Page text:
San Ramon Valley candidates for county education board debate the issues | News | #Education

The three candidates vying for election to the seat representing the San Ramon Valley on the county education board discussed their platforms and addressed questions from residents during a public forum last week.

Area 4 incumbent Mike Maxwell, along with challengers Anaité Letona and Cheri Calcagno, sought to clarify the role of the Contra Costa County Board of Education in the context of questions aimed at a wide range of issues garnering recent national and state debates, such as diversity equity and inclusion education in classrooms, potential changes to the state’s math framework, and the board’s relationship with county superintendent of schools and local independent districts.

“People need to understand what the role of the Contra Costa Board of Education is and what we oversee,” said Maxwell, who has served since 2014. “The court, the juvenile court, the court-appointed schools, and we have a very, very small section of students, and in fact our goal is to make our section of students smaller and smaller every semester. We want kids out of the court schools and back into the schools in their residence.”

The goal of shrinking the number of students under their oversight is one of the ways in which the county board’s aims and purpose differ from those representing local school districts. Nonetheless, as all three candidates emphasized in the Oct. 18 forum, the board’s work in supporting students throughout the county also includes working closely with local districts and the county superintendent.

“I want to believe anyone in these types of roles has a heart to want to serve the students and the community as best as they possibly can,” said Calcagno, a health care educator at Chabot College in Hayward.

She added that she was especially optimistic about the prospect of this priority with Lynn Mackey, the county’s superintendent of schools.

“I do think we share a heart for wanting to help underprivileged and underserved students, especially which is what the county board seems to service in part. So I would be excited to collaborate, and of course share differences of ideas as well, and to hopefully use collective minds to be able to serve the community as best we can,” Calcagno continued.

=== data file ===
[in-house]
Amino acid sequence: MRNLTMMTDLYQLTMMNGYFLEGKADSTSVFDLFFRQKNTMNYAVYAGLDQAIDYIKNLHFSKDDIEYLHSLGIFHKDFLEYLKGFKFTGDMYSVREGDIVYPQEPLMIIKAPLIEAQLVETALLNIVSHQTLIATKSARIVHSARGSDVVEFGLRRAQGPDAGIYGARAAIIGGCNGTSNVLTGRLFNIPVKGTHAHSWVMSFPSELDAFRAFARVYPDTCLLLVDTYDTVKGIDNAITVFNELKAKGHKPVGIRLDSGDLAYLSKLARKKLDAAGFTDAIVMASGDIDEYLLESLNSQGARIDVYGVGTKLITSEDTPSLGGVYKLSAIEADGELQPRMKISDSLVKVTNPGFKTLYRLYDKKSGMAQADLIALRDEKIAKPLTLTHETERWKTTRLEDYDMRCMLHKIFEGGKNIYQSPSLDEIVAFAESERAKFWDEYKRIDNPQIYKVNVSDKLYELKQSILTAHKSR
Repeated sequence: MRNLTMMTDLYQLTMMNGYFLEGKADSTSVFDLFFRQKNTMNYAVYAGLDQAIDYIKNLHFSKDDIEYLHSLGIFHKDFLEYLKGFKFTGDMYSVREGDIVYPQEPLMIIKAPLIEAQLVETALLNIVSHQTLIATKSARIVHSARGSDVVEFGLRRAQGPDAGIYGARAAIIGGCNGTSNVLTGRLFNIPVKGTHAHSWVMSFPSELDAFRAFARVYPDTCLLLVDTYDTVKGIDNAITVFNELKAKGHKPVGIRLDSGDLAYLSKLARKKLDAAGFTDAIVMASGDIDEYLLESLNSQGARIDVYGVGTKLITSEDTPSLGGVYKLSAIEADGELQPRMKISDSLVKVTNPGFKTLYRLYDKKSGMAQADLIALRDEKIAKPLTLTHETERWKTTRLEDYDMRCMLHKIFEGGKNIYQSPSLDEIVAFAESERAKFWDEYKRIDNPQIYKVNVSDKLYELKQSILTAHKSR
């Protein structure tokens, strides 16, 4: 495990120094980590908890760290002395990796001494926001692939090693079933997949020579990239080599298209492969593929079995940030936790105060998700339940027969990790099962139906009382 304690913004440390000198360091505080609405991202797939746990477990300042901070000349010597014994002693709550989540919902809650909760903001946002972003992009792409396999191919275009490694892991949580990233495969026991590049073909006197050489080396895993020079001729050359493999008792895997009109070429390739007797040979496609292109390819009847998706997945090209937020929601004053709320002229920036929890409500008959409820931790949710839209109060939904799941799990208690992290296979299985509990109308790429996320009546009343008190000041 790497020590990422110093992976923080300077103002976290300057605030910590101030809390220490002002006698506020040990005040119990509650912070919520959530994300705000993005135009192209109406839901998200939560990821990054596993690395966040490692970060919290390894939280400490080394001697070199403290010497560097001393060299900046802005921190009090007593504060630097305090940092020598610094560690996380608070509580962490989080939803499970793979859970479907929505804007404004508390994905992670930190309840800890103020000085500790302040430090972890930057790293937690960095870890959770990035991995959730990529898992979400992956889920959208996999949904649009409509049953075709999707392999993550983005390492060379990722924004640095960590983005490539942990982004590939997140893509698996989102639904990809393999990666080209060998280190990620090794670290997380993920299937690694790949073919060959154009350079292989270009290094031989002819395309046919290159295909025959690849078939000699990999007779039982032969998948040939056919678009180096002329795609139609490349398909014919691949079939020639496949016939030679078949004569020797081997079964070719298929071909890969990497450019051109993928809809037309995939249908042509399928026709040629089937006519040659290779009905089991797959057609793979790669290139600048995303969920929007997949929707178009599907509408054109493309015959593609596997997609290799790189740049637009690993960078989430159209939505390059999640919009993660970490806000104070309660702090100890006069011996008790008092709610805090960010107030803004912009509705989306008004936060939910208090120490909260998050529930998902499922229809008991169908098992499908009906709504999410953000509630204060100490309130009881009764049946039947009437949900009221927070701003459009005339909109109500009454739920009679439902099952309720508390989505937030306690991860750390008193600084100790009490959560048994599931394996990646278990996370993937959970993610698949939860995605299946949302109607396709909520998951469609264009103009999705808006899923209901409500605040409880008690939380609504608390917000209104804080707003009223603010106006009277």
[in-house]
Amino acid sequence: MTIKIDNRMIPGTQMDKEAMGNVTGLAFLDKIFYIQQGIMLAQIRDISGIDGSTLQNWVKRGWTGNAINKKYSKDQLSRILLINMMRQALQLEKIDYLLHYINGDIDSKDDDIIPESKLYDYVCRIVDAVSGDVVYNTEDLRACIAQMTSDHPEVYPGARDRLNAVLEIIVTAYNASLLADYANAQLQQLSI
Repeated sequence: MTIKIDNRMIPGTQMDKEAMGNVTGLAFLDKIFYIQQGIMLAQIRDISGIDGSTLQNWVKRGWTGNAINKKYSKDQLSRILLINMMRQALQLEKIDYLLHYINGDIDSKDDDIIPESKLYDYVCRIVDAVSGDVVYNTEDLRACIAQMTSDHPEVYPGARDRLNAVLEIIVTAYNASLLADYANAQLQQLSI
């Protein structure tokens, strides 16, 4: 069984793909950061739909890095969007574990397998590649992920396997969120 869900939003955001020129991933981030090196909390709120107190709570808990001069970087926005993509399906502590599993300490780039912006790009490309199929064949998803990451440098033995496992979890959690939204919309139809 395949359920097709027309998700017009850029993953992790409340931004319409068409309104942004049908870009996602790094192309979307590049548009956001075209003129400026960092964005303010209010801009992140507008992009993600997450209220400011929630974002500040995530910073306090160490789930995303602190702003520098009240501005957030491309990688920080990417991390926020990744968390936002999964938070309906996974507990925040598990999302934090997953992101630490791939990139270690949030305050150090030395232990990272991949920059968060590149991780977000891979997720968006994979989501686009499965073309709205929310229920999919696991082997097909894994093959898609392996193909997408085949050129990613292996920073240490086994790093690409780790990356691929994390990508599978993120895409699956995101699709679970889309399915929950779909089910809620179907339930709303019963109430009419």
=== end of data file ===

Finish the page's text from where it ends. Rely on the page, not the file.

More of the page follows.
Letona said that from her perspective as a longtime educator, including with special education students, the need for the county board to collaborate with school districts and teachers in the classroom was especially clear, as was the board’s role in doing so.

“My role as a resource teacher is to address those learning gaps in students, and a lot of it is working with a teacher to identify teaching strategies at the immediate class level that can address the needs of the learners in the room,” Letona said. “And we can do that in our role. We can advocate for those strategies, we can put professional development, and we certainly should be ensuring that our most at-risk students are receiving the highest level of direct instruction.”

In addressing the needs of students in county and court schools under the Board of Education’s oversight, Letona said that it was best approached as a gap in services to be addressed by the board and other local educational bodies.

“An academic gap is a gap of access,” Letona said. “It’s a gap of lack of access for many children, not understanding how the content in curriculum could be addressed in the classroom to support all learners, so that is something that we have to address. I think in our county position where that can be addressed is through collaborations with the local school districts and supporting staff development in areas of universal design for learning, in areas of increasing access to content.”